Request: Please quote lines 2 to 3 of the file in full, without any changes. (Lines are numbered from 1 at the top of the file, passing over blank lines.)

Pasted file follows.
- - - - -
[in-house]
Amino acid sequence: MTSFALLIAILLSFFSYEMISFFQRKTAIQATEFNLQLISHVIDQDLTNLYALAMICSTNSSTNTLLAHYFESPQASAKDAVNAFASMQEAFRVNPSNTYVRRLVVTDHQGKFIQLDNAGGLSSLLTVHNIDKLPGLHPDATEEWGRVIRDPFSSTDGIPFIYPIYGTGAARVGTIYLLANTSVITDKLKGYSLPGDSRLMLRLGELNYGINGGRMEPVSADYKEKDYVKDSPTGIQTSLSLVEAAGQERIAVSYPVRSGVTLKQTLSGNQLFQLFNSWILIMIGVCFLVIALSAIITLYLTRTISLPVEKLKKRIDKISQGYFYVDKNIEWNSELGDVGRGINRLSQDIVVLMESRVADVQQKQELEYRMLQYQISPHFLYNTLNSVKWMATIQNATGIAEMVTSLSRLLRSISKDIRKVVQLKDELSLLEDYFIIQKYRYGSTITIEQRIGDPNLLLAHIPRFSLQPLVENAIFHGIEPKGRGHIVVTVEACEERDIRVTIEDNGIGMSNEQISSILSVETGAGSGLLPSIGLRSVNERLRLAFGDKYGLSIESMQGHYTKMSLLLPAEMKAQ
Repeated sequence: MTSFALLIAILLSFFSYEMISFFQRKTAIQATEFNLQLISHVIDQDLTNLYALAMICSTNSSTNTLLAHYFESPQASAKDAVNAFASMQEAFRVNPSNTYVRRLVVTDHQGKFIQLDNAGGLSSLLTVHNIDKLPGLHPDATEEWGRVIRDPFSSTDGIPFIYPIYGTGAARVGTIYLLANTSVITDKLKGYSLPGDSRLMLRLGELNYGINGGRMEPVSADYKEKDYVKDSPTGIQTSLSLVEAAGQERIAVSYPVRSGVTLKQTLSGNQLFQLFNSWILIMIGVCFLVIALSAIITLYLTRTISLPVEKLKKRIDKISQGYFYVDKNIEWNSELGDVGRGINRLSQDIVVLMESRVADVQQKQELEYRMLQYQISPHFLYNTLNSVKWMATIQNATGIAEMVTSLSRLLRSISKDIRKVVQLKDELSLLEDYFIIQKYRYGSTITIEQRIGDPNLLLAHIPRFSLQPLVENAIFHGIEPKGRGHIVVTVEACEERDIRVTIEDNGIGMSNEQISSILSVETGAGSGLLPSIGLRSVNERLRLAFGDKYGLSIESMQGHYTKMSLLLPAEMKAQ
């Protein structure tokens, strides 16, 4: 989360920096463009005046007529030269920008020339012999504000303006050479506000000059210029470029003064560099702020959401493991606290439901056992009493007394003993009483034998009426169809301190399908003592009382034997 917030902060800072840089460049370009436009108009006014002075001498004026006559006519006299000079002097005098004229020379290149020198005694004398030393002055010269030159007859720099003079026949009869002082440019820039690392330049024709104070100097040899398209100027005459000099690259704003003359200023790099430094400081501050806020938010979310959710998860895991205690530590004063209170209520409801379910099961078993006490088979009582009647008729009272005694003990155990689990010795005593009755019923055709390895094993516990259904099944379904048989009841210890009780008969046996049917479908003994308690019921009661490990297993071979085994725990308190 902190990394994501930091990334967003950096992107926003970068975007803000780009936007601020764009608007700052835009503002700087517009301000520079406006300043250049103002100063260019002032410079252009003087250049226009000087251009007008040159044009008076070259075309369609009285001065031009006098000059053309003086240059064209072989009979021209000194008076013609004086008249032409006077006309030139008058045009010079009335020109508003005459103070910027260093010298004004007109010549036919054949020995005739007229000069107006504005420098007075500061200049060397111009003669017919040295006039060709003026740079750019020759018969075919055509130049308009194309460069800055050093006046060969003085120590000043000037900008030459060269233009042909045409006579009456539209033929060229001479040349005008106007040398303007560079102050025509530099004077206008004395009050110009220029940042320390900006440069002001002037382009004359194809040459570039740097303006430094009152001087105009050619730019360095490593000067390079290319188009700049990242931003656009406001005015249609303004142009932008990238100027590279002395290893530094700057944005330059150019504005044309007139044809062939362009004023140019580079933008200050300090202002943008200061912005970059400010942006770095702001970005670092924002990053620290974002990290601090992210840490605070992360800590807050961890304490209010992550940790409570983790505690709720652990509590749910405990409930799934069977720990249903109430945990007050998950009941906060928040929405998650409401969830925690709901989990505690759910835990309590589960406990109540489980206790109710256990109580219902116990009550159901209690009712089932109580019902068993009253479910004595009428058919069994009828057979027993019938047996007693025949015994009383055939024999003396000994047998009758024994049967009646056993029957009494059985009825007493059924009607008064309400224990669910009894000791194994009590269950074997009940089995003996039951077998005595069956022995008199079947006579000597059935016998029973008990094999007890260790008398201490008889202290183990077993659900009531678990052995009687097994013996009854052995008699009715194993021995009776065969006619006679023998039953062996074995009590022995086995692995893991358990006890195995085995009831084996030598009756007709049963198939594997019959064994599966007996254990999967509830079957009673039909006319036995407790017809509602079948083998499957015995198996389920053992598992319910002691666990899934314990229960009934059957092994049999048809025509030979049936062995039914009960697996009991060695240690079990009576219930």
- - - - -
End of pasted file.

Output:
Amino acid sequence: MTSFALLIAILLSFFSYEMISFFQRKTAIQATEFNLQLISHVIDQDLTNLYALAMICSTNSSTNTLLAHYFESPQASAKDAVNAFASMQEAFRVNPSNTYVRRLVVTDHQGKFIQLDNAGGLSSLLTVHNIDKLPGLHPDATEEWGRVIRDPFSSTDGIPFIYPIYGTGAARVGTIYLLANTSVITDKLKGYSLPGDSRLMLRLGELNYGINGGRMEPVSADYKEKDYVKDSPTGIQTSLSLVEAAGQERIAVSYPVRSGVTLKQTLSGNQLFQLFNSWILIMIGVCFLVIALSAIITLYLTRTISLPVEKLKKRIDKISQGYFYVDKNIEWNSELGDVGRGINRLSQDIVVLMESRVADVQQKQELEYRMLQYQISPHFLYNTLNSVKWMATIQNATGIAEMVTSLSRLLRSISKDIRKVVQLKDELSLLEDYFIIQKYRYGSTITIEQRIGDPNLLLAHIPRFSLQPLVENAIFHGIEPKGRGHIVVTVEACEERDIRVTIEDNGIGMSNEQISSILSVETGAGSGLLPSIGLRSVNERLRLAFGDKYGLSIESMQGHYTKMSLLLPAEMKAQ
Repeated sequence: MTSFALLIAILLSFFSYEMISFFQRKTAIQATEFNLQLISHVIDQDLTNLYALAMICSTNSSTNTLLAHYFESPQASAKDAVNAFASMQEAFRVNPSNTYVRRLVVTDHQGKFIQLDNAGGLSSLLTVHNIDKLPGLHPDATEEWGRVIRDPFSSTDGIPFIYPIYGTGAARVGTIYLLANTSVITDKLKGYSLPGDSRLMLRLGELNYGINGGRMEPVSADYKEKDYVKDSPTGIQTSLSLVEAAGQERIAVSYPVRSGVTLKQTLSGNQLFQLFNSWILIMIGVCFLVIALSAIITLYLTRTISLPVEKLKKRIDKISQGYFYVDKNIEWNSELGDVGRGINRLSQDIVVLMESRVADVQQKQELEYRMLQYQISPHFLYNTLNSVKWMATIQNATGIAEMVTSLSRLLRSISKDIRKVVQLKDELSLLEDYFIIQKYRYGSTITIEQRIGDPNLLLAHIPRFSLQPLVENAIFHGIEPKGRGHIVVTVEACEERDIRVTIEDNGIGMSNEQISSILSVETGAGSGLLPSIGLRSVNERLRLAFGDKYGLSIESMQGHYTKMSLLLPAEMKAQ